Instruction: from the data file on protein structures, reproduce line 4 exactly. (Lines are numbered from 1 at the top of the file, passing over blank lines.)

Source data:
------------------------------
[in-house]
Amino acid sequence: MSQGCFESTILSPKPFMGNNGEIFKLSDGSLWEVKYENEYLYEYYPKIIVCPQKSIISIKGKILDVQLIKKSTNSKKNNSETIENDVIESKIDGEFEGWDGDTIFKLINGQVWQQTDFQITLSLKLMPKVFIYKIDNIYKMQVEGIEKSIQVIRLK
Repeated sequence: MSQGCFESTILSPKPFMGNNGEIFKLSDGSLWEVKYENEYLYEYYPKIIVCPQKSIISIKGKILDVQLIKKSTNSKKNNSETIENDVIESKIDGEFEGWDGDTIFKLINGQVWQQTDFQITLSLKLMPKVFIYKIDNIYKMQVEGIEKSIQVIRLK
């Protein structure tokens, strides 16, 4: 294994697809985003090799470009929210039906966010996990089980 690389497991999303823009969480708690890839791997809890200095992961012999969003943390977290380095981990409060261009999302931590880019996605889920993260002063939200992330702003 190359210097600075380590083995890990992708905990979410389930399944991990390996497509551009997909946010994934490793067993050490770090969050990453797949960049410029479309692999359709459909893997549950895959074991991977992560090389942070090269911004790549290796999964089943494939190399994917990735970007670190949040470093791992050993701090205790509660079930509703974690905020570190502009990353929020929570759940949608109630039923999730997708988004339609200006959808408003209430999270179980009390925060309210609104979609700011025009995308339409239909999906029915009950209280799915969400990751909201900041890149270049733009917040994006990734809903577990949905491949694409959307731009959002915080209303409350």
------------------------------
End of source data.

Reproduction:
């Protein structure tokens, strides 16, 4: 294994697809985003090799470009929210039906966010996990089980 690389497991999303823009969480708690890839791997809890200095992961012999969003943390977290380095981990409060261009999302931590880019996605889920993260002063939200992330702003 190359210097600075380590083995890990992708905990979410389930399944991990390996497509551009997909946010994934490793067993050490770090969050990453797949960049410029479309692999359709459909893997549950895959074991991977992560090389942070090269911004790549290796999964089943494939190399994917990735970007670190949040470093791992050993701090205790509660079930509703974690905020570190502009990353929020929570759940949608109630039923999730997708988004339609200006959808408003209430999270179980009390925060309210609104979609700011025009995308339409239909999906029915009950209280799915969400990751909201900041890149270049733009917040994006990734809903577990949905491949694409959307731009959002915080209303409350």